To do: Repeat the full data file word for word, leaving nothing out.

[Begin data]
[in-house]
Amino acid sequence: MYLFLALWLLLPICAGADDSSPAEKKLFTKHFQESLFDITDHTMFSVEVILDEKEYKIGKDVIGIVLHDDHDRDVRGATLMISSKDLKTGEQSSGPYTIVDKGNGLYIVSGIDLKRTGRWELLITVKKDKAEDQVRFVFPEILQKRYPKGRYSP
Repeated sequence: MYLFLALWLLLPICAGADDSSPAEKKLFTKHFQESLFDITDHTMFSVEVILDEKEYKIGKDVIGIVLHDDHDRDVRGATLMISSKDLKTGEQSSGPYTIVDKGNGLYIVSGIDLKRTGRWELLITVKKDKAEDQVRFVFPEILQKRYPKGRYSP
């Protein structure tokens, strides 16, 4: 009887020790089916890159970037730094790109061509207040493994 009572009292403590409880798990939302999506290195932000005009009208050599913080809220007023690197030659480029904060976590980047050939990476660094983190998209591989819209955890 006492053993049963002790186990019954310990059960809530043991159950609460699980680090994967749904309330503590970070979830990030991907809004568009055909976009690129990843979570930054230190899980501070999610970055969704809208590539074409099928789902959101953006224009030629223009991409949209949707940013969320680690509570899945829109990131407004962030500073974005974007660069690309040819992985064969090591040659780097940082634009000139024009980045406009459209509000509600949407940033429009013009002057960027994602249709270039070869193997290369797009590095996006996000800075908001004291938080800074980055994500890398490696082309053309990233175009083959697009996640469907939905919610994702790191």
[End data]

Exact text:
[in-house]
Amino acid sequence: MYLFLALWLLLPICAGADDSSPAEKKLFTKHFQESLFDITDHTMFSVEVILDEKEYKIGKDVIGIVLHDDHDRDVRGATLMISSKDLKTGEQSSGPYTIVDKGNGLYIVSGIDLKRTGRWELLITVKKDKAEDQVRFVFPEILQKRYPKGRYSP
Repeated sequence: MYLFLALWLLLPICAGADDSSPAEKKLFTKHFQESLFDITDHTMFSVEVILDEKEYKIGKDVIGIVLHDDHDRDVRGATLMISSKDLKTGEQSSGPYTIVDKGNGLYIVSGIDLKRTGRWELLITVKKDKAEDQVRFVFPEILQKRYPKGRYSP
């Protein structure tokens, strides 16, 4: 009887020790089916890159970037730094790109061509207040493994 009572009292403590409880798990939302999506290195932000005009009208050599913080809220007023690197030659480029904060976590980047050939990476660094983190998209591989819209955890 006492053993049963002790186990019954310990059960809530043991159950609460699980680090994967749904309330503590970070979830990030991907809004568009055909976009690129990843979570930054230190899980501070999610970055969704809208590539074409099928789902959101953006224009030629223009991409949209949707940013969320680690509570899945829109990131407004962030500073974005974007660069690309040819992985064969090591040659780097940082634009000139024009980045406009459209509000509600949407940033429009013009002057960027994602249709270039070869193997290369797009590095996006996000800075908001004291938080800074980055994500890398490696082309053309990233175009083959697009996640469907939905919610994702790191």